FILE- In this Nov. 1, 2013 file photo, New York City Police Commissioner Raymond Kelly responds to a question about his department's stop-and-frisk policy, during a news conference at police headquarters, in New York. Kelly, who leaves his post at the end of the year, says the high points of his career are the record crime reductions and the fact the city has avoided another terrorist attack. (AP Photo/Richard Drew, File)The Associated Press
NEW YORK – The new administration of New York City Mayor-elect Bill de Blasio (dih BLAH'-zee-oh) will inherit a police department that's assumed a counterterrorism role never imagined before the Sept. 11 attacks.
The New York Police Department devotes vast resources to analyzing threats and taking security measures in response to them. At a recent briefing, for example, an intelligence analyst revealed that the department has identified New Yorkers who have gone to fight in the civil war in Syria and fears they will come home radicalized against the West.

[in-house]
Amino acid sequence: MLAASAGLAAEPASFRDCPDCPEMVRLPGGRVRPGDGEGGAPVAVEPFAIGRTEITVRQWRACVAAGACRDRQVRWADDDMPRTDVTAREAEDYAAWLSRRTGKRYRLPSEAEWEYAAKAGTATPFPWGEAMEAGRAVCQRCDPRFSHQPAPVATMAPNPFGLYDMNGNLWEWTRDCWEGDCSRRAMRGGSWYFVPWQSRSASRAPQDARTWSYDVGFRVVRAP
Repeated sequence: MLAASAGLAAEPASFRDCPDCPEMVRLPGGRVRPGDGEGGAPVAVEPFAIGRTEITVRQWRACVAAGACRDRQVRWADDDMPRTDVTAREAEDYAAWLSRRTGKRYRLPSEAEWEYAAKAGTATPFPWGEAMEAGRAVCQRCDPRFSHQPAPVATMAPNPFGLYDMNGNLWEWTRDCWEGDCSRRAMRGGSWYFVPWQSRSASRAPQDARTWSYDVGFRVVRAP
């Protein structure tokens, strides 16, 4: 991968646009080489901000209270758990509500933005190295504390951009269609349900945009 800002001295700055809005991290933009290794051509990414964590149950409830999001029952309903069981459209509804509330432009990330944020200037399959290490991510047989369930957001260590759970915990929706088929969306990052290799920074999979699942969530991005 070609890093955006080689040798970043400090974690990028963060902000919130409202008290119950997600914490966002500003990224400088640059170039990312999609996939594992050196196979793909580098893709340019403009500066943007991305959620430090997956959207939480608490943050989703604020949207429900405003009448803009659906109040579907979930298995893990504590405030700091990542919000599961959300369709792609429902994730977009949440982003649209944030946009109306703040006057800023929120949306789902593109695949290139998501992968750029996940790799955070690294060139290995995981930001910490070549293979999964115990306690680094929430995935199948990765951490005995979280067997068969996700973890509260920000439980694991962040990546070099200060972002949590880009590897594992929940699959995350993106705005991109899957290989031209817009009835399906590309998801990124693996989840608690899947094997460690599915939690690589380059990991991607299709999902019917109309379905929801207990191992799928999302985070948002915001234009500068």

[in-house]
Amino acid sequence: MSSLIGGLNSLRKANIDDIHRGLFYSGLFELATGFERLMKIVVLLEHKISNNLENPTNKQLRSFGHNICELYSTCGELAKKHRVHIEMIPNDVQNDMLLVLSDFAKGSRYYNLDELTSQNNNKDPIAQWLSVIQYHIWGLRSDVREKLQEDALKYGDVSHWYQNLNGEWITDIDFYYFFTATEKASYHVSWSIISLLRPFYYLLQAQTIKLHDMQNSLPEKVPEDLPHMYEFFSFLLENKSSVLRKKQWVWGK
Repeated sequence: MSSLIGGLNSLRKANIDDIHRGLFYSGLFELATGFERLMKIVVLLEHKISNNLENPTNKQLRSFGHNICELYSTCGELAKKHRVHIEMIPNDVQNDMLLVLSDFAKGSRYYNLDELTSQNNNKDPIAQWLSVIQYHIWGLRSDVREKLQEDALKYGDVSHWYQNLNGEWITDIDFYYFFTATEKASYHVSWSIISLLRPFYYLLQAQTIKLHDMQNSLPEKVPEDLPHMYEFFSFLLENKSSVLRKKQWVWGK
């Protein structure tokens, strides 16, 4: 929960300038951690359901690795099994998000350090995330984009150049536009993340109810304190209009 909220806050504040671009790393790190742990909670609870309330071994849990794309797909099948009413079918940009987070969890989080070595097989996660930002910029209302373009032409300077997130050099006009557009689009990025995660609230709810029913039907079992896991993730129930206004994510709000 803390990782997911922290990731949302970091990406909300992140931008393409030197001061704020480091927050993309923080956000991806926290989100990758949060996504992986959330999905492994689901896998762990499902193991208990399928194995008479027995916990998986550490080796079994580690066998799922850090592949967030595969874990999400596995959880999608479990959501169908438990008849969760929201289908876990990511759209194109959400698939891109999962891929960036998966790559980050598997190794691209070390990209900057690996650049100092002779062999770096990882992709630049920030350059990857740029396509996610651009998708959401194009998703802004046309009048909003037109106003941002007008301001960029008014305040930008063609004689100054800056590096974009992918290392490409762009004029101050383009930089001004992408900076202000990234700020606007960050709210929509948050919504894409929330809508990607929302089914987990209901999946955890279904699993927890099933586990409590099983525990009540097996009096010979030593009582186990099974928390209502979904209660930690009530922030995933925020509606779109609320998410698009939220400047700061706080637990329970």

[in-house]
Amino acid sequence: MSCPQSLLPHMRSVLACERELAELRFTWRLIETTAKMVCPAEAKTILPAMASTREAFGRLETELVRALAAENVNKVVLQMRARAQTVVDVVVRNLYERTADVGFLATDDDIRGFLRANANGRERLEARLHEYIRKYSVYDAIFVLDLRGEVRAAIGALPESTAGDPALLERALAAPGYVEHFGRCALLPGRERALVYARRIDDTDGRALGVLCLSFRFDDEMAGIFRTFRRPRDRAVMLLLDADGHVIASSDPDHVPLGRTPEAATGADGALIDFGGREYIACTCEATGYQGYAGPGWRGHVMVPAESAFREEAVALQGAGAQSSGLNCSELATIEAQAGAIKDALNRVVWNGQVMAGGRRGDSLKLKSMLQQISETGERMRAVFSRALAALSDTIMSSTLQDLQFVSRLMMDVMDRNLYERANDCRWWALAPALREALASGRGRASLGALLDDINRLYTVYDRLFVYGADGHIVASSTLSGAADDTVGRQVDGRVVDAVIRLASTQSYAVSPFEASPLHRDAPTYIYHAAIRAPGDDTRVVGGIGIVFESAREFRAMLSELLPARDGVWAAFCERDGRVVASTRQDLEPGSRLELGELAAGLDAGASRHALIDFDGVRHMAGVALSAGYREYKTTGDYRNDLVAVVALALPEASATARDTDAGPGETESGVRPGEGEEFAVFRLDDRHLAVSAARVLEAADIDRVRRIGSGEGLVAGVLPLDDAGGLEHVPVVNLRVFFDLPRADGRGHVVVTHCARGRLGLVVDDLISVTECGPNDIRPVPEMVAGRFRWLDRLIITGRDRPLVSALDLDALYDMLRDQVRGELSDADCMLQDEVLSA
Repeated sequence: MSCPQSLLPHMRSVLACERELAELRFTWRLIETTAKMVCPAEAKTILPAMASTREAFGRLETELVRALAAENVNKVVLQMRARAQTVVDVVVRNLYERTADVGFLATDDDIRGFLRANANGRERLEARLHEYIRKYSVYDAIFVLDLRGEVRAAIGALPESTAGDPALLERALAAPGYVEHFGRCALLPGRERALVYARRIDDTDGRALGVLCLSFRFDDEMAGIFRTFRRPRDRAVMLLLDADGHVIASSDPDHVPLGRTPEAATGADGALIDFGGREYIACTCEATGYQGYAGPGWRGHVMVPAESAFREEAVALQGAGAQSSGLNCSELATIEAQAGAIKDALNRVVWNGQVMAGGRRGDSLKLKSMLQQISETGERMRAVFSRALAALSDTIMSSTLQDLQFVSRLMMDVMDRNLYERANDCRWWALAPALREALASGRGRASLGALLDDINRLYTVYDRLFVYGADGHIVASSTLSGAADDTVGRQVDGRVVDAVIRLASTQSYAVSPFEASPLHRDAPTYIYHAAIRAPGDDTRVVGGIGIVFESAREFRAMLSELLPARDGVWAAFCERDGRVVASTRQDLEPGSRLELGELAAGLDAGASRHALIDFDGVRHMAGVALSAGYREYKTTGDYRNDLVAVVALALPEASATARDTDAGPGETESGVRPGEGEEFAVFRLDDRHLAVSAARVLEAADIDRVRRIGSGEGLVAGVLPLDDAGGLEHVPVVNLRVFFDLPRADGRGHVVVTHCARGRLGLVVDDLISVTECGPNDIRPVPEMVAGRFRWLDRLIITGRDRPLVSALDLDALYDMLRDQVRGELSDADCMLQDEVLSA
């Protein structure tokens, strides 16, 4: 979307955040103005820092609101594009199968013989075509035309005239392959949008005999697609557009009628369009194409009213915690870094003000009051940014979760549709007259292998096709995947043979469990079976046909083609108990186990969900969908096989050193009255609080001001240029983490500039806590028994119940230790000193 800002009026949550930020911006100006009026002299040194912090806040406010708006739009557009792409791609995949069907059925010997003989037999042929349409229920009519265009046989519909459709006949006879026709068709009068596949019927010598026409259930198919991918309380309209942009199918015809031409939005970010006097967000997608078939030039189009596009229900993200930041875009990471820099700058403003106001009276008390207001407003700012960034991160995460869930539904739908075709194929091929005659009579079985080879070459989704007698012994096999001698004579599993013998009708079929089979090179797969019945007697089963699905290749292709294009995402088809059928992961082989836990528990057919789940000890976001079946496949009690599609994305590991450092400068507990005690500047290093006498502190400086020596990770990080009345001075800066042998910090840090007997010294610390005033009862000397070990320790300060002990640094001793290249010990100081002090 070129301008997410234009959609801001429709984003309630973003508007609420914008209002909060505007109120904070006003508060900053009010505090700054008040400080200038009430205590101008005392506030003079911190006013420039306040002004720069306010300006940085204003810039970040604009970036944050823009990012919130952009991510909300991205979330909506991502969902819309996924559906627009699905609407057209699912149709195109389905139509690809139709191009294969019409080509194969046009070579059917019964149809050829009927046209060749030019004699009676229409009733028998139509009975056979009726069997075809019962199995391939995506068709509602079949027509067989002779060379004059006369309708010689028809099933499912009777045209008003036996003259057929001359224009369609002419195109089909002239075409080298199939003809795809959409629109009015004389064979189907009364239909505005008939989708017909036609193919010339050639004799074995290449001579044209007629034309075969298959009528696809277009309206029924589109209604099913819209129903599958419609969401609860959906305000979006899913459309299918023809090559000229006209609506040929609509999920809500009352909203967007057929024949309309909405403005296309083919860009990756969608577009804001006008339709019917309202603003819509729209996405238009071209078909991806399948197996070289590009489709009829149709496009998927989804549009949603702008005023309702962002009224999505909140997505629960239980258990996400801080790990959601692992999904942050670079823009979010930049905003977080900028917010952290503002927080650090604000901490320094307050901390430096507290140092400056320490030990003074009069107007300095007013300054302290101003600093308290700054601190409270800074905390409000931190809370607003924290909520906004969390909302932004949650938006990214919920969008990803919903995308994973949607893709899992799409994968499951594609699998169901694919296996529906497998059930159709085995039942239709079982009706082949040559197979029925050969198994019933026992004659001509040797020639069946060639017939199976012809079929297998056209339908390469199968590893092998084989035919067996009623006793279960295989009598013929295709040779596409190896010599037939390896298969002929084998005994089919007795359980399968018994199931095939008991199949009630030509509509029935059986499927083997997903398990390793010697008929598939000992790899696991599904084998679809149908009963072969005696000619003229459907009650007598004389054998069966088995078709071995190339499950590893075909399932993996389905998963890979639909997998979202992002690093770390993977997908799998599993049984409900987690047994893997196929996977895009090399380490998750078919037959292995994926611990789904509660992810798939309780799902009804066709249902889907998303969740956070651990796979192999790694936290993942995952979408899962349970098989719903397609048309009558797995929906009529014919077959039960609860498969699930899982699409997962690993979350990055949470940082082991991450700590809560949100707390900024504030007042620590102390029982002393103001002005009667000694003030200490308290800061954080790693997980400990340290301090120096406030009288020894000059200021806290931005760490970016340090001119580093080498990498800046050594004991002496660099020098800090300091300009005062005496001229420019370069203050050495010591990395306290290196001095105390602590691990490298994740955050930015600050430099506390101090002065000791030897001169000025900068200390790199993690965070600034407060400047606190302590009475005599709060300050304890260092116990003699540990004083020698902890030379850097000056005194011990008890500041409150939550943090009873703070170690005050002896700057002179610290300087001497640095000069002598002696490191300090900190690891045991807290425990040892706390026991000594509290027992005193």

Police Commissioner Raymond Kelly has pursued the counterterrorism mission with the staunch support of Mayor Michael Bloomberg. Experts say it's become so institutionalized that the new administration would have trouble dismantling it.